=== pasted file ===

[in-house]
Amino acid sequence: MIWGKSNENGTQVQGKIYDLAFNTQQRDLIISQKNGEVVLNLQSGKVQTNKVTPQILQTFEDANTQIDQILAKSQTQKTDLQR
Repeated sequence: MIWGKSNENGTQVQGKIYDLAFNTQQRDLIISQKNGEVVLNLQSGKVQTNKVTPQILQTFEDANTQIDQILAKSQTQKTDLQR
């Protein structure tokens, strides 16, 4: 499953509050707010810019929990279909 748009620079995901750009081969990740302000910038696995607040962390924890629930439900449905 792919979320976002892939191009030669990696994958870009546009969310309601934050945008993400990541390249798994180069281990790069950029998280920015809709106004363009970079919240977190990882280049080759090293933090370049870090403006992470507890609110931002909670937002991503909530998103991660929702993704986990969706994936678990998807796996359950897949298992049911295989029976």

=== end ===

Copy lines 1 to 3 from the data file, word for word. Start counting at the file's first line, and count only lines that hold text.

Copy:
[in-house]
Amino acid sequence: MIWGKSNENGTQVQGKIYDLAFNTQQRDLIISQKNGEVVLNLQSGKVQTNKVTPQILQTFEDANTQIDQILAKSQTQKTDLQR
Repeated sequence: MIWGKSNENGTQVQGKIYDLAFNTQQRDLIISQKNGEVVLNLQSGKVQTNKVTPQILQTFEDANTQIDQILAKSQTQKTDLQR